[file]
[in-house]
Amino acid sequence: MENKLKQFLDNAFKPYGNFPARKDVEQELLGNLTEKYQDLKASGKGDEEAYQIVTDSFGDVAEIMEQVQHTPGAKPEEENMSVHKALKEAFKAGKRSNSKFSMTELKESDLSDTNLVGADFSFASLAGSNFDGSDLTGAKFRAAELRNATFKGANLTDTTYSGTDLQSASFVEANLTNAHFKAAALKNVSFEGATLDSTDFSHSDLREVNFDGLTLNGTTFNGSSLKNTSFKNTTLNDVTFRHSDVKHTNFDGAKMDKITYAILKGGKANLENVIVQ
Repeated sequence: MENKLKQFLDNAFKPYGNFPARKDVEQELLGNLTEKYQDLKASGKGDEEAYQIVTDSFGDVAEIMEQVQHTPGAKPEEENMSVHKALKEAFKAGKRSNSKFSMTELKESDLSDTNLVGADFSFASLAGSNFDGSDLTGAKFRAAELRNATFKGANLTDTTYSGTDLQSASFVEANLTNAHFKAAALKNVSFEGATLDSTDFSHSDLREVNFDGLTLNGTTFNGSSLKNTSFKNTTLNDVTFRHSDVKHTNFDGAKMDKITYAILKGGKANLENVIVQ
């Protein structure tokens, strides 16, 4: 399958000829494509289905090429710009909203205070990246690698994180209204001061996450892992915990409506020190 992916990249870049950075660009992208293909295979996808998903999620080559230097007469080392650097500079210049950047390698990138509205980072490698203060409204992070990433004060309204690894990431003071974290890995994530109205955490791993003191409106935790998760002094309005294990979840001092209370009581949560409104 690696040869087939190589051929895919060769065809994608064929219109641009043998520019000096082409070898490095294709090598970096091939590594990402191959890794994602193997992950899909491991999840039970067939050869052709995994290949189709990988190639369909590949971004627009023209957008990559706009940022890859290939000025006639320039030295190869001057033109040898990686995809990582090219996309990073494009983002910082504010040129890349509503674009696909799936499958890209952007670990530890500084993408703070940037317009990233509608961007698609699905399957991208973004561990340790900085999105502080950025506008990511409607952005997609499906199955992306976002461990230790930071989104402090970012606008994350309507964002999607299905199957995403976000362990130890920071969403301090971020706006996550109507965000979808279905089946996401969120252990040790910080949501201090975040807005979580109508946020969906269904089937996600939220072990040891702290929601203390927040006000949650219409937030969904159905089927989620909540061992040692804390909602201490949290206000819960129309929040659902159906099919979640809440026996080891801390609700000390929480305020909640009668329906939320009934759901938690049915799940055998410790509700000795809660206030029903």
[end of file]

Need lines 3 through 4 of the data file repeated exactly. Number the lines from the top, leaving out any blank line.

Repeated sequence: MENKLKQFLDNAFKPYGNFPARKDVEQELLGNLTEKYQDLKASGKGDEEAYQIVTDSFGDVAEIMEQVQHTPGAKPEEENMSVHKALKEAFKAGKRSNSKFSMTELKESDLSDTNLVGADFSFASLAGSNFDGSDLTGAKFRAAELRNATFKGANLTDTTYSGTDLQSASFVEANLTNAHFKAAALKNVSFEGATLDSTDFSHSDLREVNFDGLTLNGTTFNGSSLKNTSFKNTTLNDVTFRHSDVKHTNFDGAKMDKITYAILKGGKANLENVIVQ
């Protein structure tokens, strides 16, 4: 399958000829494509289905090429710009909203205070990246690698994180209204001061996450892992915990409506020190 992916990249870049950075660009992208293909295979996808998903999620080559230097007469080392650097500079210049950047390698990138509205980072490698203060409204992070990433004060309204690894990431003071974290890995994530109205955490791993003191409106935790998760002094309005294990979840001092209370009581949560409104 690696040869087939190589051929895919060769065809994608064929219109641009043998520019000096082409070898490095294709090598970096091939590594990402191959890794994602193997992950899909491991999840039970067939050869052709995994290949189709990988190639369909590949971004627009023209957008990559706009940022890859290939000025006639320039030295190869001057033109040898990686995809990582090219996309990073494009983002910082504010040129890349509503674009696909799936499958890209952007670990530890500084993408703070940037317009990233509608961007698609699905399957991208973004561990340790900085999105502080950025506008990511409607952005997609499906199955992306976002461990230790930071989104402090970012606008994350309507964002999607299905199957995403976000362990130890920071969403301090971020706006996550109507965000979808279905089946996401969120252990040790910080949501201090975040807005979580109508946020969906269904089937996600939220072990040891702290929601203390927040006000949650219409937030969904159905089927989620909540061992040692804390909602201490949290206000819960129309929040659902159906099919979640809440026996080891801390609700000390929480305020909640009668329906939320009934759901938690049915799940055998410790509700000795809660206030029903």